What’s on the Minds of 100+ Successful CEOs
Industry leaders discussed 2020 economic trends, tech’s potential to further disrupt business, and the benefits of creating a positive work environment.
Disruptive tech, company culture and 2020 economic expectations dominated discussions among more than 100 influential CEOs hosted by JPMorgan Chase. Representing nearly a dozen industries across the Lone Star State and beyond, speakers and attendees at the annual CEO Forum explored the challenges and trends to keep in mind for 2020.
Despite recession concerns, domestic economic indicators remain positive. Unemployment is low, wages are rising by 3 to 5 percent across all income levels, and household debt-to-income ratios are at a 40-year low.
Tech’s true performance:
It may appear that tech IPOs are underperforming based on a few recent examples, but that’s not the case. Pure technology companies—those using a software-as-a-service model rather than a transactional sales model—continue to perform well relative to their IPO price, according to Michael Cembalest, Chairman of Market and Investment Strategy for J.P. Morgan Asset & Wealth Management.
International trade concerns:
Trade tensions between the US and China also affect Europe. These countries’ economies, especially Germany’s, already show signs of weakening growth, so ongoing tensions could have a sizable impact.
How Technology and Disruption Are Driving Innovation
Innovative business leaders weighed in on how they use technology to anticipate and fulfill customers’ needs—and transform business as usual in the process.
Happiness isn’t merely a positive attitude, according to Shawn Achor, “The Happiness Advantage” author and GoodThink CEO. He said, “It is rational optimism—a realistic assessment of what’s going on in economics, politics and cybersecurity while maintaining the belief that my behavior actually matters if linked to the right people.”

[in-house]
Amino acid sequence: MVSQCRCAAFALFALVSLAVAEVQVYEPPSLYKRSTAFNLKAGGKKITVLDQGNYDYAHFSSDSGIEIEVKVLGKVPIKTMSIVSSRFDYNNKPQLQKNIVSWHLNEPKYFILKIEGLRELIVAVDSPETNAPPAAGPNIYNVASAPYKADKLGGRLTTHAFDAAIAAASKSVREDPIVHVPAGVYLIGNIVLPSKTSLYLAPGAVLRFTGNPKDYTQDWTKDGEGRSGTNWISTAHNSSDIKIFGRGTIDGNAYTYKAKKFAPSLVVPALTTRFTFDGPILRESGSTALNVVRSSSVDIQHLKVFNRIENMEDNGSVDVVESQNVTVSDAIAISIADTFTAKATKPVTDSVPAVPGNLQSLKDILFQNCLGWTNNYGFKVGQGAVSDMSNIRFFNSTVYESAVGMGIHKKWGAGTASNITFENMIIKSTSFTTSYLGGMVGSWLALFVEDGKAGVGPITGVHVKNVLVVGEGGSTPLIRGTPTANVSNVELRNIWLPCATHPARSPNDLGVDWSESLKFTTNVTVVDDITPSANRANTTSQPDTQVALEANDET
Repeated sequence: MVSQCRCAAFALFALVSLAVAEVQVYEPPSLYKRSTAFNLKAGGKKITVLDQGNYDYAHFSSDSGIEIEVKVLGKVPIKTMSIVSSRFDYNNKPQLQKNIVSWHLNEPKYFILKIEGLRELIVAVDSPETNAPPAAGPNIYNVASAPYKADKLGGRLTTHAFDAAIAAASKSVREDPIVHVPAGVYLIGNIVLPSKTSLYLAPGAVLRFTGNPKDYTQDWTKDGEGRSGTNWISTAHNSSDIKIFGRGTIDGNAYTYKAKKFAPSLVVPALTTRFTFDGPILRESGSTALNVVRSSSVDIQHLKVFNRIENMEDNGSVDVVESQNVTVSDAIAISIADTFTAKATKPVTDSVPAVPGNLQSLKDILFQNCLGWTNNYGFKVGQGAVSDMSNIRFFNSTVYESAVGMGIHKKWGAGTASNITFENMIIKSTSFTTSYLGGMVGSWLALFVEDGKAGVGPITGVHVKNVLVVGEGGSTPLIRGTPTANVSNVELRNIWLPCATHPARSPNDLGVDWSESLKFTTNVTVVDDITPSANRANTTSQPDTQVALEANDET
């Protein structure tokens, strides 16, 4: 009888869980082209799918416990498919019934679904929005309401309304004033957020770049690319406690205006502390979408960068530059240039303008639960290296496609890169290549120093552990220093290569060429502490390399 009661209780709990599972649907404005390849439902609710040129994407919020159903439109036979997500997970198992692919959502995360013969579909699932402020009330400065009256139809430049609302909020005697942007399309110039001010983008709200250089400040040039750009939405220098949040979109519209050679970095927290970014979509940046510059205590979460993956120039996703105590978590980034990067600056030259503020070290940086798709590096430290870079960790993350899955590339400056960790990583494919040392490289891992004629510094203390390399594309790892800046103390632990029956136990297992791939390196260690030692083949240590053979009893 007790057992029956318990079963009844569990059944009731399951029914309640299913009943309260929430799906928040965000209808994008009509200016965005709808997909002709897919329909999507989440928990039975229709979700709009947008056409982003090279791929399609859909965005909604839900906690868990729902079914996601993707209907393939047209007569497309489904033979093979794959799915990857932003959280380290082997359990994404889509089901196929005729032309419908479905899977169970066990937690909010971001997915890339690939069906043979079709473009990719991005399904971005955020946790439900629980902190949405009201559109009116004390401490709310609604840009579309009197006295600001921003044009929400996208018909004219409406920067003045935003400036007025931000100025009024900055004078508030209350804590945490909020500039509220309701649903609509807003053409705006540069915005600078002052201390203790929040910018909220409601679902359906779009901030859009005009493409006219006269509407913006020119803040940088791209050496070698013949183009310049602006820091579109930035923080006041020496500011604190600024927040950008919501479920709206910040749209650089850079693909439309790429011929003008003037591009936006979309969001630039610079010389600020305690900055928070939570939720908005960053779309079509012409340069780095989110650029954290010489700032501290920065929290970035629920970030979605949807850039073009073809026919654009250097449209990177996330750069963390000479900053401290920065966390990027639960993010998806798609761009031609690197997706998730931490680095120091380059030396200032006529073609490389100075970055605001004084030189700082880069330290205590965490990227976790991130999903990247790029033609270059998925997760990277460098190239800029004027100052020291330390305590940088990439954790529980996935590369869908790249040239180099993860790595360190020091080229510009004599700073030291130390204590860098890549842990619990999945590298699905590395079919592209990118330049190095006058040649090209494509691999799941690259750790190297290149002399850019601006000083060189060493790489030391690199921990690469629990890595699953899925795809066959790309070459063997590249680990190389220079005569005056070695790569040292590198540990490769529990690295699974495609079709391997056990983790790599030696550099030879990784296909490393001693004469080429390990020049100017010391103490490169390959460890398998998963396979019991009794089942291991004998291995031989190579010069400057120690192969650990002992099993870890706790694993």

It may also be the ultimate key to positive business outcomes, but the first step is rethinking the relationship between success and happiness.
Happiness begets success—not the other way around.
- Happiness is a choice: You can retrain your brain to view stress as a challenge, rather than a threat, by practicing gratitude-focused activities for 21 consecutive days. Exercises can include writing down things you are grateful for or sending thank-you emails.
- Happiness spreads: “As soon as you categorize happiness as self-help, you make happiness 10 to 20 percent more difficult for an organization to achieve—because they think they’re doing it alone,” Achor said. That’s why it’s important to create an environment where teams work well together—happiness thrives when people form social connections.
- Happiness is an advantage: Achor’s research shows happiness raises every business and educational outcome, from sales to productivity. For example, by raising a neutral salesforce’s optimism to the top quartile, sales rise 37 percent across industries.
Leadership for the Year—and Decade—Ahead
From trade disputes and emerging technologies to cybersecurity threats and corporate responsibility priorities, the world is changing rapidly. To address challenges and prepare for future obstacles, CEOs must adapt and improve their strategies, technology and talent.
The material contained herein is intended as general market/economic commentary. Opinions expressed are those of the individuals named in this piece and may differ from those of other J.P. Morgan employees and affiliates. The above quotes/statistics may have been obtained from external sources deemed to be reliable, but we do not guarantee their accuracy or completeness. In no event shall JPMorgan Chase or any of its directors, officers, employees or agents be liable for any use of, for any decision made or action taken in reliance upon, or for any inaccuracies or errors in or omissions from, the information herein.